Interest in Royal Navy surges by one third during pandemic

Interest in joining the Royal Navy has surged during the pandemic – prompting a third naval base to begin turning civilians into sailors.

Applications to join the Navy, Royal Marines and Royal Fleet Auxiliary are up by around one third on 2019 figures – 34 per cent for officers and 28 per cent who want to become ratings or join the ranks of the commandos.

To meet the growing demand, from January an additional 500 men and women will be turned from civilians into sailors at HMS Collingwood in Fareham, where they will complete their initial naval training package.

This is in addition to Britannia Royal Naval College, the spiritual home of the Officer Corps in Dartmouth, which has just taken a second intake of junior ratings on the ten-week initial course after already successfully delivering one entry.

It’s a task traditionally performed at HMS Raleigh in Torpoint but, even though it’s ramped up capacity by taking on an additional 330 raw recruits – delivering more than 3,000 fresh sailors in the next 12 months – more are needed.

It’s turned to Collingwood, the Navy’s Warfare and Weapon engineering school – and its largest training establishment – to assist, while further intakes are also planned to go to Dartmouth as well.

“We’ve clearly seen an increase in interest in people wanting to join the Royal Navy – and that’s across the board: the Royal Navy, the Royal Marines, Royal Fleet Auxiliary. A 30 per cent rise in applications is really healthy,” said Captain Pete Viney, the Service’s head of recruiting.

In all over the past 12 months 5,944 people have applied to become officers across the Royal Navy – one in nine wanting to become an F-35 or helicopter pilot, although the figure would have been higher as recruiters expected a spike when Tom Cruise’s Top Gun sequel was released… only for it to be delayed by Covid.

And applications to become a rating or join the Royal Marines ranks have risen from 14,757 to 18,872.

A 30 per cent rise in applications is really healthy

Captain Pete Viney

Beyond the relative security a military career offers in uncertain times and the desire to help out in a crisis, Captain Viney attributes the extra applications to the broad range of apprenticeships offered to all specialist branches and in all trades, which gives them a prospective career in the civilian world. He also said the recent advertising campaign targeting the Submarine Service sparked renewed interest in life beneath the waves.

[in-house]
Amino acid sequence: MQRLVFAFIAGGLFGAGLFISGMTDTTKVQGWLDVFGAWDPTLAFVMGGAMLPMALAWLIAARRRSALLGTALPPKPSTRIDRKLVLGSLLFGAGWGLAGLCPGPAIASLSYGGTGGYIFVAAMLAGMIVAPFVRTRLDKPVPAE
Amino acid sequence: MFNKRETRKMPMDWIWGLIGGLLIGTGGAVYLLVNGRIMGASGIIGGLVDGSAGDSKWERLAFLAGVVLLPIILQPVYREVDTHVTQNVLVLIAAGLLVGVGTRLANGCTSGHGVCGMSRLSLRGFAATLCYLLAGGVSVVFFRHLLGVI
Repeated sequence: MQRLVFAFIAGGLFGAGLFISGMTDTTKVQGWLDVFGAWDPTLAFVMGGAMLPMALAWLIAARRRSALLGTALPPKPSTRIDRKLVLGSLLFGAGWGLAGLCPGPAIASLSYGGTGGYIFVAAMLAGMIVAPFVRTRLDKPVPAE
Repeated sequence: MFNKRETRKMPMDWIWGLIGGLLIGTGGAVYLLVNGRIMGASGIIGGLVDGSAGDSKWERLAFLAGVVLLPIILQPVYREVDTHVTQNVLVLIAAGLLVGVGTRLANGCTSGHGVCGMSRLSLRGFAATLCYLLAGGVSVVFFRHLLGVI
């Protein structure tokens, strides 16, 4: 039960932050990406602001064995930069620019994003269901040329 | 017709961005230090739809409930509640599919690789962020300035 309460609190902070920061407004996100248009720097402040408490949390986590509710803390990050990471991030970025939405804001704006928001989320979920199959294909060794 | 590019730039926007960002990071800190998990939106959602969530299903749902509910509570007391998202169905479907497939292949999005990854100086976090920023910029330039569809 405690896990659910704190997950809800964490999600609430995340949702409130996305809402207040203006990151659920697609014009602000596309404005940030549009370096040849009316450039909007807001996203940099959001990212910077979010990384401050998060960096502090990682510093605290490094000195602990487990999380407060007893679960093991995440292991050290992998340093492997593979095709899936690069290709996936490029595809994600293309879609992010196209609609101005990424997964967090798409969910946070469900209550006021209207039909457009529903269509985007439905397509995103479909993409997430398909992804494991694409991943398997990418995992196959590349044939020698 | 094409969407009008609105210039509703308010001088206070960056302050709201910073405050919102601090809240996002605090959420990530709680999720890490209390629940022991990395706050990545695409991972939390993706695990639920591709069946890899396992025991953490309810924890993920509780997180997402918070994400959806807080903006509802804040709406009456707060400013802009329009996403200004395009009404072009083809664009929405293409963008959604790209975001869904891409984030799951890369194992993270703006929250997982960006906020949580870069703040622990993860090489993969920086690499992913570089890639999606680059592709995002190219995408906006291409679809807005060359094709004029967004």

However, despite the success, recruiters are still actively seeking new applications, not least in the Reserves, both Royal Navy and Royal Marines. They have been heavily called-upon and mobilised during the pandemic, but applications to join the Maritime Reserve have not matched those to become Regulars.

Royal Navy training has continued throughout the pandemic, with the service continuing to perform the tasks expected to – as well as providing support and assistance to the government’s Covid response.

“We’ve not stopped for a single moment – we have continued to provide the Navy with the people it needs to do its job both today and tomorrow,” Captain Viney explained.

“Covid has had a marginal impact on some training availability, but in good naval fashion, we’ve adapted. In fact, the pandemic has also allowed us to break free from the way we’ve done things for decades, to better use technology, to do things differently to meet the realities of the 21st Century.”

The Admiralty Interview Board – which determines whether applicants have the ‘right stuff’ to become Naval Officers – is now delivered in a fully virtual manner, using video conferencing. This was rapidly adapted in response to the pandemic and is still being refined, with a fully-online digitised version expected to be in place by the summer of 2021.

“We are looking to now make use of the best practices in the commercial recruiting sector to aid us selecting 21st Century officers – while at the same time continuing to recognise the different strengths and attributes we need in our men and women, who will go on to serve and lead in the modern Royal Navy of tomorrow,” Captain Viney added.